Bridal magazines open new front in war for ad dollars

By Published on .

For the first time in 20 years, Modern Bride has inched past longtime category leader Bride's in ad pages.

And while only a few pages separate the two, the fact that K-III Communications is crowing about its title pulling ahead shows how fierce competition is in the highly lucrative bridal category.

1,000-PLUS AD PAGES

Modern Bride and Bride's ranked second and third in ad pages, respectively, among all magazines ranked by Publishers Information Bureau for the first four months of 1997. Modern Bride carried 1,264 pages through April, a 9.1% increase over the same period last year, while Conde Nast Publications' Bride's saw ad pages rise 2.6% to 1,247.

As a new generation of young women prepare for a trip down the aisle, the bridal books are aggressively wooing new ad categories.

Modern Bride Publisher Nina Lawrence said her book's slight edge is due to an increase in business from core categories such as jewelry, housewares, tabletop and honeymoon, as well as an uptick in fashion advertising.

LOOKING FOR CAR ADS

Bride's is looking past its endemic ad base to focus on non-traditional categories, particularly automotive, said Publisher Deborah Fine.

The June/July issue carries ads from Ford Motor Co. and General Motors Corp.'s Chevrolet division. The automakers bought schedules after seeing Bride's research showing more than half its readers plan to buy a car in the near future, Ms. Fine said.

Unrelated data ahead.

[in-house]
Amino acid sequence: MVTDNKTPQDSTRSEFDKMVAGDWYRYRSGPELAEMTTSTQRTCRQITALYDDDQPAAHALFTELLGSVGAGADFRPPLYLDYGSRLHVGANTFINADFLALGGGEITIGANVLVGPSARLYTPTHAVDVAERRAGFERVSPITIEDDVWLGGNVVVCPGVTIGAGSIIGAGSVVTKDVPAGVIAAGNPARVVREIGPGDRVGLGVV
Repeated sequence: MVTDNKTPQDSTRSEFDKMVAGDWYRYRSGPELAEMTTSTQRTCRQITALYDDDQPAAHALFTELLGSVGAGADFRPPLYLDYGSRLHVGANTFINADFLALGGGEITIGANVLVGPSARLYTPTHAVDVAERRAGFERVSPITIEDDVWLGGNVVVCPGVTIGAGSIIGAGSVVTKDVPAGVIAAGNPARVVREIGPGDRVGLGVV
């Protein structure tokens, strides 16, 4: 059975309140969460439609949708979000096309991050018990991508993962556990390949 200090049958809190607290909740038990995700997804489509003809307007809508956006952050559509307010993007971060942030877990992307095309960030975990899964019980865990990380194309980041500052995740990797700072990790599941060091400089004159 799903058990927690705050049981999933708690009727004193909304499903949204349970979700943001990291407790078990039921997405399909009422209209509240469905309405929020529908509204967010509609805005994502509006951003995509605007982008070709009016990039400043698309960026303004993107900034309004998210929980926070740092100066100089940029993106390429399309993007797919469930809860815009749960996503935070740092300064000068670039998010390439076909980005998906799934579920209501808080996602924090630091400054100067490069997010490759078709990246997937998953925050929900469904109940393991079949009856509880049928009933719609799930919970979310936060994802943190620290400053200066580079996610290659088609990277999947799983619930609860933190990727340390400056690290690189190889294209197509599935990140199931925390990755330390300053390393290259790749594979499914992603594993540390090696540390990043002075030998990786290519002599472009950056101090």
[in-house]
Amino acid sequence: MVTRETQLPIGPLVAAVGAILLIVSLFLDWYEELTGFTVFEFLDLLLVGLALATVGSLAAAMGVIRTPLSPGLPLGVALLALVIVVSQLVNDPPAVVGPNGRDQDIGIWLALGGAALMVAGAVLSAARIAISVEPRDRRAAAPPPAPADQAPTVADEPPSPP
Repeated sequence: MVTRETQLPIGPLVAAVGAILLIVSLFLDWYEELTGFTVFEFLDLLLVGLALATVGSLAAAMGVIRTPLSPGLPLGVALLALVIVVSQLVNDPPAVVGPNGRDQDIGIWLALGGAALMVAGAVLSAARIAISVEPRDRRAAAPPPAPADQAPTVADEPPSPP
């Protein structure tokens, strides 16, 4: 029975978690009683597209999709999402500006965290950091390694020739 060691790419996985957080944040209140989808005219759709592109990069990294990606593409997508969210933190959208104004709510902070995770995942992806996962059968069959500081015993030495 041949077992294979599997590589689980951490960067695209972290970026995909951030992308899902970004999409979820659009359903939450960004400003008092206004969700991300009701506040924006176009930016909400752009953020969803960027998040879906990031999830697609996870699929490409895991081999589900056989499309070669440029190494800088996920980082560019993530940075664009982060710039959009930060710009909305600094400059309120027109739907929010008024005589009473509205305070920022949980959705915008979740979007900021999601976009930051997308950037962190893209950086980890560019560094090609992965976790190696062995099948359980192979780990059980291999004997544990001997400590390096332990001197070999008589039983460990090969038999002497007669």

Modern Bride, too, is approaching non-endemic advertisers with new research. Ms. Lawrence commissioned a Roper Starch Worldwide study to learn how brides-to-be feel about marriage, financial planning and future purchases.

`MOST AFFLUENT BRIDES'

"This is the most affluent group of brides ever to walk down the aisle, and they are forming affluent households," Ms. Lawrence said. "Forty-one percent have as high or higher incomes than their husbands-to-be."

Other findings of the study showed that 98% of respondents believe they will be the financial planners in the household, while 80% say they will continue to work after getting married and having children. The results will be marched in front of automakers and their agencies with the help of K-III's newly opened Detroit ad sales office.

Bride's new tagline, "Where love meets money," also bases its ad sell on the spending power of an engaged couple. The tagline is part of a new trade campaign, developed in-house.

"Our new slogan shows that we deliver this market . . . that represents $32 billion at retail annually," Ms. Fine said.

Bride's is funding a research project that will track engaged and married couples over several years to determine spending patterns.

Despite the research results, the magazines face an uphill battle with some new categories, such as financial services.

"The market right now is 70% male, 30% female in terms of who does the financial planning, so I probably wouldn't look all that seriously at the bridal books as a vehicle," said Art Neumann, media director, Foote, Cone & Belding, San Francisco, the agency for Janus Mutual Funds.

Bride's retains a slight edge in circulation. Its paid circulation rose 5% for the last half of 1996 to 387,799, while Modern Bride rose 2.4% to 366,837, according to the Audit Bureau of Circulations. A third player, Bridal Guide, ranks third in ad pages and circulation.

Copyright June 1997, Crain Communications Inc.

In this article:
Most Popular